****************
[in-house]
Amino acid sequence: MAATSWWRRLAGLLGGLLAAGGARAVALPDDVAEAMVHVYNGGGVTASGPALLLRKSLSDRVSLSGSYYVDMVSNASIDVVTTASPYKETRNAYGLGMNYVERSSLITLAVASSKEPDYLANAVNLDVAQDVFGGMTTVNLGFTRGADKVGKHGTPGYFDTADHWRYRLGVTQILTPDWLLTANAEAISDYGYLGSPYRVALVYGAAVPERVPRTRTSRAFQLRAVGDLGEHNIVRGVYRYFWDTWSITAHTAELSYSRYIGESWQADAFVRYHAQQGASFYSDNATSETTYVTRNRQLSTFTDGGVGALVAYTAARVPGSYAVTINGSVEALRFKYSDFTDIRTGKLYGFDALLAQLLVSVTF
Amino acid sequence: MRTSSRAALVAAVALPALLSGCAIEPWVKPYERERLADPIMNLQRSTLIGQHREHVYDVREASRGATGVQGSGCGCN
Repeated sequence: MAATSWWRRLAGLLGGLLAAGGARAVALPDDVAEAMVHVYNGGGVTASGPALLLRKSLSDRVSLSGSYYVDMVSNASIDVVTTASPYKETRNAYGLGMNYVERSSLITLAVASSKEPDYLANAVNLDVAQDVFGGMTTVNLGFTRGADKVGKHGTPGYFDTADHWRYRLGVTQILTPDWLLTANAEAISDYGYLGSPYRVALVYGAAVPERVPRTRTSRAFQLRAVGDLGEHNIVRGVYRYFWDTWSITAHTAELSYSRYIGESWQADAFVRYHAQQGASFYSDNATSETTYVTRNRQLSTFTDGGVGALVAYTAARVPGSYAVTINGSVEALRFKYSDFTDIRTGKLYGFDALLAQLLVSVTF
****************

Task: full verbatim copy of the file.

[in-house]
Amino acid sequence: MAATSWWRRLAGLLGGLLAAGGARAVALPDDVAEAMVHVYNGGGVTASGPALLLRKSLSDRVSLSGSYYVDMVSNASIDVVTTASPYKETRNAYGLGMNYVERSSLITLAVASSKEPDYLANAVNLDVAQDVFGGMTTVNLGFTRGADKVGKHGTPGYFDTADHWRYRLGVTQILTPDWLLTANAEAISDYGYLGSPYRVALVYGAAVPERVPRTRTSRAFQLRAVGDLGEHNIVRGVYRYFWDTWSITAHTAELSYSRYIGESWQADAFVRYHAQQGASFYSDNATSETTYVTRNRQLSTFTDGGVGALVAYTAARVPGSYAVTINGSVEALRFKYSDFTDIRTGKLYGFDALLAQLLVSVTF
Amino acid sequence: MRTSSRAALVAAVALPALLSGCAIEPWVKPYERERLADPIMNLQRSTLIGQHREHVYDVREASRGATGVQGSGCGCN
Repeated sequence: MAATSWWRRLAGLLGGLLAAGGARAVALPDDVAEAMVHVYNGGGVTASGPALLLRKSLSDRVSLSGSYYVDMVSNASIDVVTTASPYKETRNAYGLGMNYVERSSLITLAVASSKEPDYLANAVNLDVAQDVFGGMTTVNLGFTRGADKVGKHGTPGYFDTADHWRYRLGVTQILTPDWLLTANAEAISDYGYLGSPYRVALVYGAAVPERVPRTRTSRAFQLRAVGDLGEHNIVRGVYRYFWDTWSITAHTAELSYSRYIGESWQADAFVRYHAQQGASFYSDNATSETTYVTRNRQLSTFTDGGVGALVAYTAARVPGSYAVTINGSVEALRFKYSDFTDIRTGKLYGFDALLAQLLVSVTF